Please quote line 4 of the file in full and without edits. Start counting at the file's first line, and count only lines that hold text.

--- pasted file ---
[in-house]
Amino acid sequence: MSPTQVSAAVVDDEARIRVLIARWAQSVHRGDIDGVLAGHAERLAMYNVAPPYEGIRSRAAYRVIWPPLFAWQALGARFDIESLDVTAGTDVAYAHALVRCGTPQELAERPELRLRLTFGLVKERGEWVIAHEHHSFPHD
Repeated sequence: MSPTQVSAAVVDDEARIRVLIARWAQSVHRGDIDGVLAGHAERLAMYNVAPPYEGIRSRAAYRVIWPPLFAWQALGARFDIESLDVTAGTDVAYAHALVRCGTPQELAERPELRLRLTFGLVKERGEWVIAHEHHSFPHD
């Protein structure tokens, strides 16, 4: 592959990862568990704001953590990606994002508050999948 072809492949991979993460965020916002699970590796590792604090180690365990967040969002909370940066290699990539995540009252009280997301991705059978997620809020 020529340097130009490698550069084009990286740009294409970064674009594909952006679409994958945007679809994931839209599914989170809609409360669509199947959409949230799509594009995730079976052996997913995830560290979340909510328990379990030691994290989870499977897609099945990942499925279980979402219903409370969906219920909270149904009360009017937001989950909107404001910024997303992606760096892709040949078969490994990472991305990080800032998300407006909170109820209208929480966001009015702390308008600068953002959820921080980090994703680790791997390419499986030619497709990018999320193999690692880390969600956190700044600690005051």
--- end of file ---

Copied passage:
């Protein structure tokens, strides 16, 4: 592959990862568990704001953590990606994002508050999948 072809492949991979993460965020916002699970590796590792604090180690365990967040969002909370940066290699990539995540009252009280997301991705059978997620809020 020529340097130009490698550069084009990286740009294409970064674009594909952006679409994958945007679809994931839209599914989170809609409360669509199947959409949230799509594009995730079976052996997913995830560290979340909510328990379990030691994290989870499977897609099945990942499925279980979402219903409370969906219920909270149904009360009017937001989950909107404001910024997303992606760096892709040949078969490994990472991305990080800032998300407006909170109820209208929480966001009015702390308008600068953002959820921080980090994703680790791997390419499986030619497709990018999320193999690692880390969600956190700044600690005051």